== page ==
Church Offers ‘Express Worship’ Service for People Too Busy for God
Fast faith initiative draws newcomers but offends other pastors
by Andy Butcher
A Florida church has come up with a novel way of reaching out to those who have no time for God–an express worship service. Family Bible Church in Eustis guarantees its 9 a.m. congregation songs, prayer, announcements, collection and a sermon all within 45 minutes.
The fast-food-for-the-soul program has attracted scores of first-time churchgoers, according to pastor Allen Speegle, who admits that the approach has drawn some criticism for its no-frills, no-nonsense style.
Some argue the clock-watching service is unseemly haste, but Speegle says that it simply recognizes the demands of modern life. “The church needs to adapt to meet the needs of society. That is what Jesus did. He went to where the people were and ministered to them–without compromising His message,” he said. “For some people Sunday is their only family day, and they don’t want to spend all day in church. I would rather have them for 45 minutes than not at all.”
Speegle was himself skeptical when the idea was first put to him by a member of on staff at the nondenominational church. But soon after introducing the service as an experiment a few weeks ago, he was sold. Up to 100 people attend the service, and after an initial dip the regular 10:30 a.m. service–which lasts around 90 minutes–is back up to its usual numbers.
The “worship express–45 minutes guaranteed” service has been advertised outside the church in local newspapers and a community mailing. The ad features a man in a prison suit with a ball and chain and the question, “Is this your idea of church?”
Speegle keeps to the 45-minute deadline with a short period of worship and by cutting his sermon time almost in half. The congregation is behind the idea. Criticism came from other pastors “who really got very upset about it…But once I explained our thinking, they were fine with it.”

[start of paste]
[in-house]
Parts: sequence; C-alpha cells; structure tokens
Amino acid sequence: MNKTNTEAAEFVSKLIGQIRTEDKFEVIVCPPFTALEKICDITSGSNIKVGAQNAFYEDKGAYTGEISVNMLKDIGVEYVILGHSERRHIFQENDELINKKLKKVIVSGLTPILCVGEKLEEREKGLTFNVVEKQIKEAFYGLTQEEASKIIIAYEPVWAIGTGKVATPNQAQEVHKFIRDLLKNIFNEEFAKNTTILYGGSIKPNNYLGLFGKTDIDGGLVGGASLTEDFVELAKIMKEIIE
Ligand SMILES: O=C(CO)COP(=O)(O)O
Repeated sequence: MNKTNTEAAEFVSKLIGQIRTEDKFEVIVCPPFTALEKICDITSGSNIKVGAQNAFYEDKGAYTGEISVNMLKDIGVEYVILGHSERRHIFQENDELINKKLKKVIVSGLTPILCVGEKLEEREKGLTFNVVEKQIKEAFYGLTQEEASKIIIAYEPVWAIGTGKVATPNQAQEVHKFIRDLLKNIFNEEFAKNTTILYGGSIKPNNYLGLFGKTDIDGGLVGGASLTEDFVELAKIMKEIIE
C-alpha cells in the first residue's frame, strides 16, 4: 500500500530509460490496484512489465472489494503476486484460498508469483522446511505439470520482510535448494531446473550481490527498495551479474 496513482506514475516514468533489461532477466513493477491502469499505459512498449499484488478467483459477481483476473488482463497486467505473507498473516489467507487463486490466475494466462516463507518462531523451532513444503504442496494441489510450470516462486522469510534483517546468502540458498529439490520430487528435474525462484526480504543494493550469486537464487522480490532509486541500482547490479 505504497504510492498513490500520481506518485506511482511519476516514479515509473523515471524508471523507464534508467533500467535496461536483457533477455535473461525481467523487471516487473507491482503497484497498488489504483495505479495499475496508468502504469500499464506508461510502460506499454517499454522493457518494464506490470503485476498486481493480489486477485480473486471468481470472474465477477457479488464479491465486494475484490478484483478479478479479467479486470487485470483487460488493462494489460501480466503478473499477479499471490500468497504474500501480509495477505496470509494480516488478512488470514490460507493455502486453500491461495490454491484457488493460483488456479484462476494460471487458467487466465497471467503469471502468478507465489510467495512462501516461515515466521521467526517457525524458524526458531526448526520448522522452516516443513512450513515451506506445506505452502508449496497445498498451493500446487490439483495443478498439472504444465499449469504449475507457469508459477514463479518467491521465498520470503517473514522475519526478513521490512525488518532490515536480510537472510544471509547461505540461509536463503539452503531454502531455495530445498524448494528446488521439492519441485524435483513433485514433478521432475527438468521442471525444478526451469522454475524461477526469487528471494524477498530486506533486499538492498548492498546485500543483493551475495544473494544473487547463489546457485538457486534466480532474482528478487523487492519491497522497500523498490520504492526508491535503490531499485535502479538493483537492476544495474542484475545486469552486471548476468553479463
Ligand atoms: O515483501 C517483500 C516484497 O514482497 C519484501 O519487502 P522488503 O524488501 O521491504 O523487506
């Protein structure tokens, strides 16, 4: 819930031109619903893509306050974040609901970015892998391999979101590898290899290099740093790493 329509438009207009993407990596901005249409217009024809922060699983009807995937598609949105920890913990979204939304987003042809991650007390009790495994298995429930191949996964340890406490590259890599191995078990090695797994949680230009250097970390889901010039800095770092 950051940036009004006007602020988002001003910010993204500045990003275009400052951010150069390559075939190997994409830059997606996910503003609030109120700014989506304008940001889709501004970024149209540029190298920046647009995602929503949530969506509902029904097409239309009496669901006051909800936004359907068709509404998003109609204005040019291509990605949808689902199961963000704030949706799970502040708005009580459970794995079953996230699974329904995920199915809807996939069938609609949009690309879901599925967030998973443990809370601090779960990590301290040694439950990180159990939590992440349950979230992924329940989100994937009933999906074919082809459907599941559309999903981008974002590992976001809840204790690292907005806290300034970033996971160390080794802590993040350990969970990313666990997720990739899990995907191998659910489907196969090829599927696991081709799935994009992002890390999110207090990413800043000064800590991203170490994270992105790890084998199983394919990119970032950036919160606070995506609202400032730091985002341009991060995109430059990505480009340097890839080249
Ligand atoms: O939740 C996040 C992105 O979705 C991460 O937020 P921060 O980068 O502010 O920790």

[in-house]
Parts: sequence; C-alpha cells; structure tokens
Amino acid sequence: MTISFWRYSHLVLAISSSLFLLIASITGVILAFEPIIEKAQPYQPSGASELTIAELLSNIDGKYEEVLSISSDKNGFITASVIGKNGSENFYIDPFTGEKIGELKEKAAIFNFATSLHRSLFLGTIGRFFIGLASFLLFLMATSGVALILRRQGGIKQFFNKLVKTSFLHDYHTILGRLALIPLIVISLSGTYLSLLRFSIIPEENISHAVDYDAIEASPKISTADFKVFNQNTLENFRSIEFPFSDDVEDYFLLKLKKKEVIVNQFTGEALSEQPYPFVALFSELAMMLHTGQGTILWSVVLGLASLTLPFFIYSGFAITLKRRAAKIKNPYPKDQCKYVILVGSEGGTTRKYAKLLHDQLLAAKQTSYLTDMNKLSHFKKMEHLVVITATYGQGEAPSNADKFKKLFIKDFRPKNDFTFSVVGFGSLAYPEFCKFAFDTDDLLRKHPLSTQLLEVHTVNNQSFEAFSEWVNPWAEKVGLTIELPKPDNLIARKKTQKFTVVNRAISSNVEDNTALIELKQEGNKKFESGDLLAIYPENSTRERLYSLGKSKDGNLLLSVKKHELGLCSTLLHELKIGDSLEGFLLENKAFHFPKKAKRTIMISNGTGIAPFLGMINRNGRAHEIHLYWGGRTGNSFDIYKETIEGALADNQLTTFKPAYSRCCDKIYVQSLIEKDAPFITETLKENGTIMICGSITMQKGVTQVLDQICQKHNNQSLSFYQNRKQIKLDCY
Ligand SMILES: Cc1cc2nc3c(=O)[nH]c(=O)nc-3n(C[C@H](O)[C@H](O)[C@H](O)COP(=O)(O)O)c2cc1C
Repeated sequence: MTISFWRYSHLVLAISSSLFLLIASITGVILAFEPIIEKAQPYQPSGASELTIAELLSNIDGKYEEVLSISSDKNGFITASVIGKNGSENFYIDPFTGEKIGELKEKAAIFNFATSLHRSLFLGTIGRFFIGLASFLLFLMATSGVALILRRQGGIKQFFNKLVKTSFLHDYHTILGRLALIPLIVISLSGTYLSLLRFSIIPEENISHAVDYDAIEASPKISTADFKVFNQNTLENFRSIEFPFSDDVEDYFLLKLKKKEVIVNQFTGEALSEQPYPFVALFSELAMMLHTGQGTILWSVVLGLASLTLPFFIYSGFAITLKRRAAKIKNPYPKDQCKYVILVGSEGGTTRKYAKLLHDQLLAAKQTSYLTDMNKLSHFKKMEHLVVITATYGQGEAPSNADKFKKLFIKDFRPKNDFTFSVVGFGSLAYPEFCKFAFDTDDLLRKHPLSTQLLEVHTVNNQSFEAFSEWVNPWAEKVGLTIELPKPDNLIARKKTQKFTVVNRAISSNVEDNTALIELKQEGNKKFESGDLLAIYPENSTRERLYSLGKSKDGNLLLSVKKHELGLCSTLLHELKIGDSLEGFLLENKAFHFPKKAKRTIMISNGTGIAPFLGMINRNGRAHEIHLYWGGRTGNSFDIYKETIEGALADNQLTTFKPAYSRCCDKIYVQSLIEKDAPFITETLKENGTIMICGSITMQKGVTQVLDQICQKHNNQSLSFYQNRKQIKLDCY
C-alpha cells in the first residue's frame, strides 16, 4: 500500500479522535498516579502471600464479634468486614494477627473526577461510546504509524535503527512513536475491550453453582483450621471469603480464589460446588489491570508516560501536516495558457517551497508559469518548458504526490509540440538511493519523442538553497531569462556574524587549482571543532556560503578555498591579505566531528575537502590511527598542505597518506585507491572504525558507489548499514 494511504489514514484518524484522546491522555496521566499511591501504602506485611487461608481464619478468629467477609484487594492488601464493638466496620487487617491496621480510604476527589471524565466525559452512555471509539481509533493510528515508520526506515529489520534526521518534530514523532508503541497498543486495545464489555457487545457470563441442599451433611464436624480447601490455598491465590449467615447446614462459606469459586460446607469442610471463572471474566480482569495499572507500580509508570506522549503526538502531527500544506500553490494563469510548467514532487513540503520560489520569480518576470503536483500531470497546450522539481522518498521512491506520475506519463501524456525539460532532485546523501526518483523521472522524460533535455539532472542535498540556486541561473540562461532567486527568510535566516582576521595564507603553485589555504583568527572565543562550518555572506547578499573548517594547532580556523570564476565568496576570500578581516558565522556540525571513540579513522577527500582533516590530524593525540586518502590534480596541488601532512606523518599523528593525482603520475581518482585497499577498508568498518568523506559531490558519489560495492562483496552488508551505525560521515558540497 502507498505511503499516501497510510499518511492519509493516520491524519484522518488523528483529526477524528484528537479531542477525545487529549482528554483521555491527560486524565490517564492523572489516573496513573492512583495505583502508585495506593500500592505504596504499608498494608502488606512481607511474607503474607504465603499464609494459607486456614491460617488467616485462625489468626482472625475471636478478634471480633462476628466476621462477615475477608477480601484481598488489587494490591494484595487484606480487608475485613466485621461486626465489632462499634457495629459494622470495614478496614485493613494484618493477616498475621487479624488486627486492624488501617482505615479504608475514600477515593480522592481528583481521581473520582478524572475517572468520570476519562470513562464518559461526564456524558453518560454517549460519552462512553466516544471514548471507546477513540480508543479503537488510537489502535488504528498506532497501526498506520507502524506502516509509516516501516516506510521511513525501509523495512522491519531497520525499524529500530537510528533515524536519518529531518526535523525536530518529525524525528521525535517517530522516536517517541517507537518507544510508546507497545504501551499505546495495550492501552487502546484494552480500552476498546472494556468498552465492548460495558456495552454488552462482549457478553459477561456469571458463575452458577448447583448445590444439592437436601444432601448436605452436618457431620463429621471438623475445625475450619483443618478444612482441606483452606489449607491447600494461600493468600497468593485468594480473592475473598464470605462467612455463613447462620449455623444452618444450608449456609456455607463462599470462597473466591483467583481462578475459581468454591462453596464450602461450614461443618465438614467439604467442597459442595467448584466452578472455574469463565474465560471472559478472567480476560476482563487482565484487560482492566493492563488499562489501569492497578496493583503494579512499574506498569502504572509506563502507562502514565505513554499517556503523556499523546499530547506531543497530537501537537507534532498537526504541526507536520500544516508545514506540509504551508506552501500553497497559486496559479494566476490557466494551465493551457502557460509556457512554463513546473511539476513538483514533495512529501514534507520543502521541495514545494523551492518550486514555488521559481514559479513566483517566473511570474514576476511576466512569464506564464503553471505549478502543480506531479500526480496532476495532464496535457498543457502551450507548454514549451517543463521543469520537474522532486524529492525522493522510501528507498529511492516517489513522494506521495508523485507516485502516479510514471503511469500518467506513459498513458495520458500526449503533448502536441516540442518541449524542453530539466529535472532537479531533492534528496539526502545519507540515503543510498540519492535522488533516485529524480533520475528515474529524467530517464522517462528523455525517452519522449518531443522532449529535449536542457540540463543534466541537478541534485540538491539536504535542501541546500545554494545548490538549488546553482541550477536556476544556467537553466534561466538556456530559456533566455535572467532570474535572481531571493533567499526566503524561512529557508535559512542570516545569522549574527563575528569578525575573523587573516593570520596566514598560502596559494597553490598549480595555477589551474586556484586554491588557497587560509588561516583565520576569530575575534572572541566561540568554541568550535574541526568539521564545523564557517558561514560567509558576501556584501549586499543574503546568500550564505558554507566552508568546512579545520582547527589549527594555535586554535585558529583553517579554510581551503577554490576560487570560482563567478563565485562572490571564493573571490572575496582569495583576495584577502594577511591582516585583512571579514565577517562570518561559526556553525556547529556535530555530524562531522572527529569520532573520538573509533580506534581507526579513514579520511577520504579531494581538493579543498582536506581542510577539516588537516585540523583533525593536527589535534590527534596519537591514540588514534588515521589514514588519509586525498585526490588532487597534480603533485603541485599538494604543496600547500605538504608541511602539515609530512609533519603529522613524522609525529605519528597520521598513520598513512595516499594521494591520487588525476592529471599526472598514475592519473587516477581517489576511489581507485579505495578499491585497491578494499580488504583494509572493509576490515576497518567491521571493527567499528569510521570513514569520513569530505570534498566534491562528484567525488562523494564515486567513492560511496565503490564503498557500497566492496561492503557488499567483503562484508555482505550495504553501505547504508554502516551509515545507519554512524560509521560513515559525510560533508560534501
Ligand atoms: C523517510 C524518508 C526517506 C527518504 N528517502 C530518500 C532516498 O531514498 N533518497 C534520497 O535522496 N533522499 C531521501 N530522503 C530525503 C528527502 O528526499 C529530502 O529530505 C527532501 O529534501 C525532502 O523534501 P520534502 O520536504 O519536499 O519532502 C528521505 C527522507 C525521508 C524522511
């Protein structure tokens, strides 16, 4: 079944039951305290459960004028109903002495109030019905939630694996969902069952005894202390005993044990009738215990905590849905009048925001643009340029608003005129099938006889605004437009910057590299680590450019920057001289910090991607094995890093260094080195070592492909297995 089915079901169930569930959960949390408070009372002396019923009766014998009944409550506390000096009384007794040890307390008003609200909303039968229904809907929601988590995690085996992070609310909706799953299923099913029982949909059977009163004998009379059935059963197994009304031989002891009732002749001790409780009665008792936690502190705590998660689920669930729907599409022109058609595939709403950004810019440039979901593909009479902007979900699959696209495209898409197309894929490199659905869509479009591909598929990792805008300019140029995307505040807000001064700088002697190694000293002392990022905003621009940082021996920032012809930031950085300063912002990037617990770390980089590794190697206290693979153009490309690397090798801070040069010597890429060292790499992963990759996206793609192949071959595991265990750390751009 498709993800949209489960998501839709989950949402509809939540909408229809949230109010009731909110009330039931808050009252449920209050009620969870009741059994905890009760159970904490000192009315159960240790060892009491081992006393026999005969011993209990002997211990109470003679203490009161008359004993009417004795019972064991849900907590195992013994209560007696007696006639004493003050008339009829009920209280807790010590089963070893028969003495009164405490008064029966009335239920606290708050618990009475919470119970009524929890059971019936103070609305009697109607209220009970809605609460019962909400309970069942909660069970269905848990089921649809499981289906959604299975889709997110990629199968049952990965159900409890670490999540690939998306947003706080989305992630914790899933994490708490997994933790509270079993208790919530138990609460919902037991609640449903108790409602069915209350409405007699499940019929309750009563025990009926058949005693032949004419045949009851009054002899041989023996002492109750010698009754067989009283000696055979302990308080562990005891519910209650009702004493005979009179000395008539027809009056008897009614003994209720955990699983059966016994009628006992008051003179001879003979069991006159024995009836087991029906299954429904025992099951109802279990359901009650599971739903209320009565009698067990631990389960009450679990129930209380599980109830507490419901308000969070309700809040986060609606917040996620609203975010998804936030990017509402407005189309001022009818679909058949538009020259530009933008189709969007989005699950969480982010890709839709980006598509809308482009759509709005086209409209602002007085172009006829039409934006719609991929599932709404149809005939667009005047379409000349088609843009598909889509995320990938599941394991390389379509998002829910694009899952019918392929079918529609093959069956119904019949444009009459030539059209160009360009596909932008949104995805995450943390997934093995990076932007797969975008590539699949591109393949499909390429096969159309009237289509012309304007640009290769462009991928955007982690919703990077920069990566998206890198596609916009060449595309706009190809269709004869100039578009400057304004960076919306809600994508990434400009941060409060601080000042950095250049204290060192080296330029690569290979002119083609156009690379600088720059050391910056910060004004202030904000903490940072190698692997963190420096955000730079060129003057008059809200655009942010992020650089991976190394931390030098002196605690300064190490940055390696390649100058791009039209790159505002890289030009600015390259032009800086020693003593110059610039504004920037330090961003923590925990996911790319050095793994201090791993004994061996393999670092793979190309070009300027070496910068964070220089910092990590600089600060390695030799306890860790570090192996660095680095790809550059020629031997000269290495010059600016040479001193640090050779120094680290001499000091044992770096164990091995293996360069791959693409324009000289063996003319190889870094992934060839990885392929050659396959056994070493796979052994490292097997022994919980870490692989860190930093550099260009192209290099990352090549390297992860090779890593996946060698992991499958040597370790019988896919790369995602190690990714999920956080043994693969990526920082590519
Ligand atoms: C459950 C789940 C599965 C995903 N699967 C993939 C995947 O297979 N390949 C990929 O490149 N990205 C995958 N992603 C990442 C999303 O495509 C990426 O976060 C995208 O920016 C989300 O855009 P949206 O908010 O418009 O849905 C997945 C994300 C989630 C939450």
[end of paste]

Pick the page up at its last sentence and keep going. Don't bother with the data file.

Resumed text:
Speegle said that the short service appealed not only to Christians facing time crunches, but also to nonchurchgoers who wanted to be involved in a church “but are not ready for an hour-and-a-half service.” People also felt more comfortable staying for prayer and ministry, which takes place at the end as the service concludes and others leave, he said.
Speegle is now toying with the idea of a short midweek service for people in the local business district. “We are trying to reach people who are not involved in church,” he said. “The church has kind of presented the gospel like: ‘This is what we are. If you want it, come over here and get it.’ That’s not the way Jesus did it. He ministered in the common street language of the people of that day.”
Speegle isn’t the only pastor trying new ways to reach those caught up in the rat race. Bishop Nathaniel Johnson is offering drive-through prayer to commuters passing his Isle of Wight, Va., church on the way to work in the morning, the Associated Press reported.
He stands in front of the church between 6 a.m. and 9 a.m. every day. “We’ve got drive-through banks and drive-through hamburger joints,” he said. “Why not drive-through prayer?”